Although the results highlighted a range of interesting and significantly meaningful findings, the limitations encountered during the research processes merit clarification. Since this study only focused on PKNS organization in Selangor, the findings therefore cannot be generalized and represent the whole population of the similar organization in the country. The question arises whether the findings would be the same or different if the survey was conducted in all property developer firms throughout the country.

The second limitation is related to the time consumed to complete this study. As mentioned earlier, it was done only on PKNS population of 1020 employees and not its group of companies or its subsidiary and privatization companies. The researchers are only able to distribute 250 set of questionnaires towards the sample population. As it proceeded, only 230 questionnaires were completely answered and valid for further analyses. At this point, results might be differed if longer period of data collection process is taken, perhaps more complete answers of the questionnaires could be collected. It is highly recommended for future research to be conducted in other top property developer companies in Selangor and Malaysia. This is to see whether similar result would be concluded or otherwise. Future research should also be conducted in private property developer companies as well as government-based organization such as UDA Holdings Berhad. Future study between private and government-based companies should be done separately in order to gain significant conclusion due to different nature of these organizations in conducting business. By doing this, more knowledge can be gained from the conclusions; either to mitigate any flaws or to improve all good actions when it comes to sustaining highly trained employees in the industry or both. Future research should also be conducted in other industries than just a property developer industry. This is to enhance body of knowledge in human resource study and to understand human psychology when it comes to the working industry and sustaining its workforce. In addition, it is also interesting to see the result if such study is conducted in other country than Malaysia such as the Southeast Asian region or other region in the world. This would definitely benefit larger group of people as to whether we would get similar result or otherwise and the reasons behind all studies.


Despite limitations, some useful insights and information relating to the managing of property developer firms were obtained and will thus encourage other potential researchers to explore further this kind of the operation for similar organization. All in all, it is hoped that the findings of this study will facilitate the managements of PKNS to better understand the employees’ needs. Understanding the employees’ needs in turn will help the company to position itself and be more competitive in the rapidly growing property businesses in the country. This, on the other hand, would also provide valuable information, so they can be more sensitive and effective in all facets of operation management and improve employees’ engagement and improve their intention to stay.There is a tremendous change in today's business operations and competition level. Employees are now exposed to various choices of competitions from other companies. Thus, one of the reasons for a successful organization is related to the approach it made to satisfy the needs of the employees and keep them to perform in the company. This can be achieved through good human resource policies and employees’ benefits. This study intended to propose a better understanding of employee turnover factors that indeed, is a significant problem in any business firm. This study also attempts to add on to the existing literature and render support for the past theories of employee turnover that will further enhance public understandings towards the matter. With stiff competition among the similar institutions, the findings can assist PKNS to strategize methods to reduce turnover rate among the employees.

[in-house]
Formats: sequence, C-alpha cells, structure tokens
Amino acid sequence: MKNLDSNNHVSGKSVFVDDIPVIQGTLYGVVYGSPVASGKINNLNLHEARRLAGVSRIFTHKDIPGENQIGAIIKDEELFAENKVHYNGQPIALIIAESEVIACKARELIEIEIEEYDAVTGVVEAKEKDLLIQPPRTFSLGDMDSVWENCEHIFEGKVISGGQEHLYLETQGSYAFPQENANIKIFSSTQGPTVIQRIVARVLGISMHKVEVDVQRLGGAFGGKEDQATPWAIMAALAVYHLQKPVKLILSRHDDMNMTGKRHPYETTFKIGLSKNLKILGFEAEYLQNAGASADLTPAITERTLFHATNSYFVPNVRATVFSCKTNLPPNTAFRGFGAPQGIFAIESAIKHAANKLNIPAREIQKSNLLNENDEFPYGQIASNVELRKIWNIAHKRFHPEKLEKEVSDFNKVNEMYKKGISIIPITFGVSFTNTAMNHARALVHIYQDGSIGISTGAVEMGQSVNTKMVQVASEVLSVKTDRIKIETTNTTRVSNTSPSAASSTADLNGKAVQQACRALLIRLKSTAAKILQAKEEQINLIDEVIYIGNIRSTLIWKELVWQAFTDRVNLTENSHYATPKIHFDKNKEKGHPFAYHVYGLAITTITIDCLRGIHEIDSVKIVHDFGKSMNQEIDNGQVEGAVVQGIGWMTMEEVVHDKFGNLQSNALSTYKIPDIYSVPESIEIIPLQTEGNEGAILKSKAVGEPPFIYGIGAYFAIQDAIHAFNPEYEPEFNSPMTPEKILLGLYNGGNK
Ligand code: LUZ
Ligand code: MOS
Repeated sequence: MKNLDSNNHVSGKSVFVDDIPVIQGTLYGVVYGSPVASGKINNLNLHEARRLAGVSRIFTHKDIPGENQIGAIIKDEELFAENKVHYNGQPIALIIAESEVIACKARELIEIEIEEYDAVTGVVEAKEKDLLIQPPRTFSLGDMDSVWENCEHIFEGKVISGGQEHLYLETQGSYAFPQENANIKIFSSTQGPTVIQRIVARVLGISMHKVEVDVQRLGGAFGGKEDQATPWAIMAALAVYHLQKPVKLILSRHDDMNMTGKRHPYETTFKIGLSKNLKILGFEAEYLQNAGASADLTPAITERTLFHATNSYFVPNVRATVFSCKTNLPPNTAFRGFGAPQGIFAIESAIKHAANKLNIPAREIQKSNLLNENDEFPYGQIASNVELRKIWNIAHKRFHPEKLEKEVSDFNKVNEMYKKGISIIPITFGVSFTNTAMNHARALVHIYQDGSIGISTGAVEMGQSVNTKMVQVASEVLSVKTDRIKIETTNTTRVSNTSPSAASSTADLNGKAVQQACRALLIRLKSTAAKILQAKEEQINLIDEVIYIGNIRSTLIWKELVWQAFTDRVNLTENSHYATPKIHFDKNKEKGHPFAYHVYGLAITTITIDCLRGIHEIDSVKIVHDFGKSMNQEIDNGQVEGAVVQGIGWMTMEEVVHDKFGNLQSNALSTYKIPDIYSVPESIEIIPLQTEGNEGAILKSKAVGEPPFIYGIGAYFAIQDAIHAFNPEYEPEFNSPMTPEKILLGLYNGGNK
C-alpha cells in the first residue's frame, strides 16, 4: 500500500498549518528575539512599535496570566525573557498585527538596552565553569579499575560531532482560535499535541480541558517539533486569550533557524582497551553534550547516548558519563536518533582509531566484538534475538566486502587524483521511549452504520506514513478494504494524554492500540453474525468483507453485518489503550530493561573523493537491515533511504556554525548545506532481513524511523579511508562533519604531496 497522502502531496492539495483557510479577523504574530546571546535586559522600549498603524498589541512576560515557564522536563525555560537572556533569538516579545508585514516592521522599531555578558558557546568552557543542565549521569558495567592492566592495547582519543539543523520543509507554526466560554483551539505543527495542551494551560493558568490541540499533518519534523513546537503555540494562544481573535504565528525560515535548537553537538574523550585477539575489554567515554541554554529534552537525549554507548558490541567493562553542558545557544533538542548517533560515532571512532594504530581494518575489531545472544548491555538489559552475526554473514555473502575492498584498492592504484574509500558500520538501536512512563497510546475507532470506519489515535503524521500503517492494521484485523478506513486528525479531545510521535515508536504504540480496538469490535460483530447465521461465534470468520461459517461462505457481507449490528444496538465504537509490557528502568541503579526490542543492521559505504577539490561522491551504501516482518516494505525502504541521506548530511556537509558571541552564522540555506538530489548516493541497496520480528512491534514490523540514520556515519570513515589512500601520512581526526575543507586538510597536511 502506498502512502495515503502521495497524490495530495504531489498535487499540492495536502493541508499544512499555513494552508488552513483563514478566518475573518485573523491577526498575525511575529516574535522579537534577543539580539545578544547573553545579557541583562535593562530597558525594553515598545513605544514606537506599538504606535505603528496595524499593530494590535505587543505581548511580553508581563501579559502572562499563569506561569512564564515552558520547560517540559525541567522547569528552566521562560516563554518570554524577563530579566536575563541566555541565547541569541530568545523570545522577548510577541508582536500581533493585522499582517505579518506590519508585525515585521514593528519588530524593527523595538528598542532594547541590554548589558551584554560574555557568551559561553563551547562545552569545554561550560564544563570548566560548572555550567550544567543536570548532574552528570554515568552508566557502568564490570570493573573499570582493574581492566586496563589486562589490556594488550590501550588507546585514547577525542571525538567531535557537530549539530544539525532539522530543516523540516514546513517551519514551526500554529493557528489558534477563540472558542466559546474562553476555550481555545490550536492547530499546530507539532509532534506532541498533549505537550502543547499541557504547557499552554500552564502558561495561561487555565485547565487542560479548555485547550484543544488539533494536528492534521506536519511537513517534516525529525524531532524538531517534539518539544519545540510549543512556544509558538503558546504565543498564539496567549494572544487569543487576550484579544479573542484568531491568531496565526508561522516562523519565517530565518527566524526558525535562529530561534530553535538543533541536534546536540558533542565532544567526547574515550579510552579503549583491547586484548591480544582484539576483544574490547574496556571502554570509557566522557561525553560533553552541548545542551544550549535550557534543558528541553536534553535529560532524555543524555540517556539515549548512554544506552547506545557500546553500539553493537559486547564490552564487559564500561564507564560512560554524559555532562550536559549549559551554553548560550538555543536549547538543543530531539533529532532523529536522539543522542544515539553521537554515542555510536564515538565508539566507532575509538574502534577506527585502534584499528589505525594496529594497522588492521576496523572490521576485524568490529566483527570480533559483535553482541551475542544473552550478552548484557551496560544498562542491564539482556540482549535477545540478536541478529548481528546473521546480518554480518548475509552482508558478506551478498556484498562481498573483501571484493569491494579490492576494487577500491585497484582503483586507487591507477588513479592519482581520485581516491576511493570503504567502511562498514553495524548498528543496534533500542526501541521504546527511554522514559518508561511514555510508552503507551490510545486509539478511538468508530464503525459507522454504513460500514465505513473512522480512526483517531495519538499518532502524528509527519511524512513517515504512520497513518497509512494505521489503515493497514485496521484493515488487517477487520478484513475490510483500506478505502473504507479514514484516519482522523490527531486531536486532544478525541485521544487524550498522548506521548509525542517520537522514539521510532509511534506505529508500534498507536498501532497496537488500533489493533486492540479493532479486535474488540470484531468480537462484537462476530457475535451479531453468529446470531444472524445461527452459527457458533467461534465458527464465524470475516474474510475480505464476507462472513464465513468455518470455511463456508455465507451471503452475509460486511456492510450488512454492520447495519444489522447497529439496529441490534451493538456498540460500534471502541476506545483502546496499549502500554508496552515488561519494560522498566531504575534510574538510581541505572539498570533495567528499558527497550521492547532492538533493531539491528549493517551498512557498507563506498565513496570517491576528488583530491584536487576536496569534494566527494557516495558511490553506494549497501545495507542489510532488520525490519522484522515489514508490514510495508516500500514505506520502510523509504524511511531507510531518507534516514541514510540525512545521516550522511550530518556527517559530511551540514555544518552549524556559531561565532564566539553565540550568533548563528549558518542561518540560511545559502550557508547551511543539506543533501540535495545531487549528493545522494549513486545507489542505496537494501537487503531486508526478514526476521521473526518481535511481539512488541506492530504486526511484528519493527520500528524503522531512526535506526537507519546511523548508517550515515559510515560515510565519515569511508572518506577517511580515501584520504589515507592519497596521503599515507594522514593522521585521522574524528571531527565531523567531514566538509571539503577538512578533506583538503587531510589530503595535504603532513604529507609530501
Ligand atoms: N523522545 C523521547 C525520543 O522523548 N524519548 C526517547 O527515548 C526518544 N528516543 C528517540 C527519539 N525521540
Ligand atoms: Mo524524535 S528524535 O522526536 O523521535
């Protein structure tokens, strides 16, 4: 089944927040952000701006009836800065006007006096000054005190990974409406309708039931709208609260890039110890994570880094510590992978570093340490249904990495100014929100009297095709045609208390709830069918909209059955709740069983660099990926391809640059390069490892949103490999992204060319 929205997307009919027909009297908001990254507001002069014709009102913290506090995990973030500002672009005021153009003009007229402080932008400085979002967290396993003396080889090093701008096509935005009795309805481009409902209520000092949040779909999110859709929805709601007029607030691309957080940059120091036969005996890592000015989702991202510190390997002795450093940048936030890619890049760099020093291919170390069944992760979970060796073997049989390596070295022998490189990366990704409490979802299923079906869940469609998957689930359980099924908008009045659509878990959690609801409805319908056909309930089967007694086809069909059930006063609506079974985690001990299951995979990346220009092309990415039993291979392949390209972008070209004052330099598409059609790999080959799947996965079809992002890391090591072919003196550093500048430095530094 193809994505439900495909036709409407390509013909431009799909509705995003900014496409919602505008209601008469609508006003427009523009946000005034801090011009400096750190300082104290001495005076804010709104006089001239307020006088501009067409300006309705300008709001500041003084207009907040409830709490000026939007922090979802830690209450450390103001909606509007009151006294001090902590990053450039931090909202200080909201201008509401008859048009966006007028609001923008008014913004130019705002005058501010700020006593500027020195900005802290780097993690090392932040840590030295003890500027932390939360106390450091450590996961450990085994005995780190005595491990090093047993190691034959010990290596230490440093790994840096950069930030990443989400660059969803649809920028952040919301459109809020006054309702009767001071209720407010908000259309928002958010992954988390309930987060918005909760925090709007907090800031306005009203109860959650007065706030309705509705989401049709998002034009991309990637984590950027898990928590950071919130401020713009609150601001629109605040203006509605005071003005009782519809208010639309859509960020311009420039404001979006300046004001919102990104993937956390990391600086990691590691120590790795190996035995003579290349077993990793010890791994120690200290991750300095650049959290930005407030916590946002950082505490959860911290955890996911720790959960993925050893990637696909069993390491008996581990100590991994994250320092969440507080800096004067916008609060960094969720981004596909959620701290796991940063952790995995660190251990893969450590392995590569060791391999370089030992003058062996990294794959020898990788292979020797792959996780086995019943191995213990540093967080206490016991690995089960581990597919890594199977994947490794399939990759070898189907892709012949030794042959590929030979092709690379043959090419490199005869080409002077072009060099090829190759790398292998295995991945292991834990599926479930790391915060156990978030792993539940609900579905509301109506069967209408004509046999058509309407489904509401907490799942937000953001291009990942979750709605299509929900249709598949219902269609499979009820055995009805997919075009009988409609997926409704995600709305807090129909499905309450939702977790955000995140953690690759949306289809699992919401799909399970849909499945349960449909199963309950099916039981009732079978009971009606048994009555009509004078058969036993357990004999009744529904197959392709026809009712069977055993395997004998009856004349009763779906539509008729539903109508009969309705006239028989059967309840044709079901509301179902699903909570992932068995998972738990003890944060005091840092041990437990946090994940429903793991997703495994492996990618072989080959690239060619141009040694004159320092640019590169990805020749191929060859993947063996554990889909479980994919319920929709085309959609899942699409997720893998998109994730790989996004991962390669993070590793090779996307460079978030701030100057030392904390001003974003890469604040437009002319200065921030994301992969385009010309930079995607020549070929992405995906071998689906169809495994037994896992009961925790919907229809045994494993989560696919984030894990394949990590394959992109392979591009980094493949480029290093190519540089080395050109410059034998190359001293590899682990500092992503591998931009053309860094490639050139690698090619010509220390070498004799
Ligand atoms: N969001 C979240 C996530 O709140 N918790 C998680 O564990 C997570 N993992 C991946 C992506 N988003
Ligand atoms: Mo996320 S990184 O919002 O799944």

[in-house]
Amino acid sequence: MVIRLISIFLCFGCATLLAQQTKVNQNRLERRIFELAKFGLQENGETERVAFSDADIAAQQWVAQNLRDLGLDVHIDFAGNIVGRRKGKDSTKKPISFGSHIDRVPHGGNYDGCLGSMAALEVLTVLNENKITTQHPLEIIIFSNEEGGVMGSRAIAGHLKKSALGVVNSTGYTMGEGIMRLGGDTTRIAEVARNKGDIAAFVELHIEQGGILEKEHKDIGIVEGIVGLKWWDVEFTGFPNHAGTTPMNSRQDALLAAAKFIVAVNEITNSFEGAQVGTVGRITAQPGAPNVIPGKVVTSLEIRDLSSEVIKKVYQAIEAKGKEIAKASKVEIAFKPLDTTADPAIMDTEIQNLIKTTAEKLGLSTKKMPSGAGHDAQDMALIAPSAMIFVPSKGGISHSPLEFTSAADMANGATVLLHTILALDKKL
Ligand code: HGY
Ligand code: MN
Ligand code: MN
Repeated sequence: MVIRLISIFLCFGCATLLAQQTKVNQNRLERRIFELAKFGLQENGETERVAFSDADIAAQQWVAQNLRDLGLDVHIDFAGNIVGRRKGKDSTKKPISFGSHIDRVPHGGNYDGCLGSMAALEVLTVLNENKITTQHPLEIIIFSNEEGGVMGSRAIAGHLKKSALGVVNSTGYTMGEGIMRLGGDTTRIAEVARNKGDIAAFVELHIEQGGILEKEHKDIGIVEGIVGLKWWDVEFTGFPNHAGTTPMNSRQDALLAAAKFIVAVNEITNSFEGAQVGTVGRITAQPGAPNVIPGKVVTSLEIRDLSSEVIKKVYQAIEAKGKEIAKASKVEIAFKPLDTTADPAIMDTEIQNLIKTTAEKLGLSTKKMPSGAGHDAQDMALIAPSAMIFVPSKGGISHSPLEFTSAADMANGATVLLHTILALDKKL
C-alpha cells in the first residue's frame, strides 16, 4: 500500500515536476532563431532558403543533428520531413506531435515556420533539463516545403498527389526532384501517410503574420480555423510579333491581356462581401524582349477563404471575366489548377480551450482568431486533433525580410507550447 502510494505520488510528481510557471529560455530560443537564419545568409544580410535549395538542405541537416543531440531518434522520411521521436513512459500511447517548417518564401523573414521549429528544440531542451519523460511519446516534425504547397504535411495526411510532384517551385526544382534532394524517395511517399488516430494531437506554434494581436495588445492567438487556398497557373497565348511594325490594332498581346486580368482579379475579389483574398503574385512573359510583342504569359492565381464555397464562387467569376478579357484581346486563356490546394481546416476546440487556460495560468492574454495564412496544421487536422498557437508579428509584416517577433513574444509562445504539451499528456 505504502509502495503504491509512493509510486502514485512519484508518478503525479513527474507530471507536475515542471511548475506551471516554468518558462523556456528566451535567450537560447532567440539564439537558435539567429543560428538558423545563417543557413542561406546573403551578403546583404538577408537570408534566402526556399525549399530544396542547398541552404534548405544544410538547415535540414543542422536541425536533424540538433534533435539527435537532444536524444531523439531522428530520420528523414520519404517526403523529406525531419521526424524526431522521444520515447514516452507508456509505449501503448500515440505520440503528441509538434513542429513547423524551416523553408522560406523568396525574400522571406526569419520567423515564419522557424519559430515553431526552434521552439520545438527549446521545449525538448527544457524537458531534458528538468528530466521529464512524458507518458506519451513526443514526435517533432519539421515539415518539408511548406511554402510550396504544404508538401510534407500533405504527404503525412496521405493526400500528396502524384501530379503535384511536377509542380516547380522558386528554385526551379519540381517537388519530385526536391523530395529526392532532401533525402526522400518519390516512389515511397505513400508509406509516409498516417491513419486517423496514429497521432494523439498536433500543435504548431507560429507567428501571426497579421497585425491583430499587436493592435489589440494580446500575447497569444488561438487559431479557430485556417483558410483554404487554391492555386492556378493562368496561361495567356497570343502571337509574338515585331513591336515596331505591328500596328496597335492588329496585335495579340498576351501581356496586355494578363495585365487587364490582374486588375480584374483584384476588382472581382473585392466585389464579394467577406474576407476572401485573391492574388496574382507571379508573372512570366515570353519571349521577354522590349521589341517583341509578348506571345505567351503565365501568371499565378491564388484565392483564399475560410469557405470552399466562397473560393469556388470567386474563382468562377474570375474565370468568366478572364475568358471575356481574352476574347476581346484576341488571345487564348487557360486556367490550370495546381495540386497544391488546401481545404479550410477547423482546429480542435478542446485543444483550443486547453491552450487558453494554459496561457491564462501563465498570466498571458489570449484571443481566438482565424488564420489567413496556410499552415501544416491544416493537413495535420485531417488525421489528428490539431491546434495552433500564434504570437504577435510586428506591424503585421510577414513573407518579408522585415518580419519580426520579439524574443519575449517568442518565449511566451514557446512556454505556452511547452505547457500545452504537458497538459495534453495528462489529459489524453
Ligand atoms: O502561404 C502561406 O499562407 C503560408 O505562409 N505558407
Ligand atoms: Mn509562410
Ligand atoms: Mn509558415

Avison, D. and P.-H. Jan, 2005. Research in information syatems: A handbook for research supervisors and their students. Elsevier Butterworth-Heinemann.

David, S., 2014. Make sure your employees’ emotional needs are met. Available from

Kahn, W.A., 1990. Psychological conditions of personal engagement and disengagement at work. Academy of Management Journal, 33(4): 692-724. Available at:

Larkin, E., 2009. The challenge of employee engagement. Available from [Accessed 19.12.2014].

McLeod, S., 2007. Maslow's hierarchy of needs. Available from .

Roscoe, J.T., 1975. Fundamental research statistics for the behavioral sciences. 2nd Edn., New York: Holt, Reinhart and Winston.

Smith, S., 2014. How Maslow’s hierarchy of needs influences employee engagement. Available from .

About the Authors

Romiza Md Akhir
UNITAR International University, Malaysia
Siti Nor Bayaah Ahmad
UNITAR International University, Malaysia
Huwaina Ahmad
UNITAR International University, Malaysia
Nor Azira Hashim
UNITAR International University, Malaysia

Corresponding Authors

Romiza Md Akhir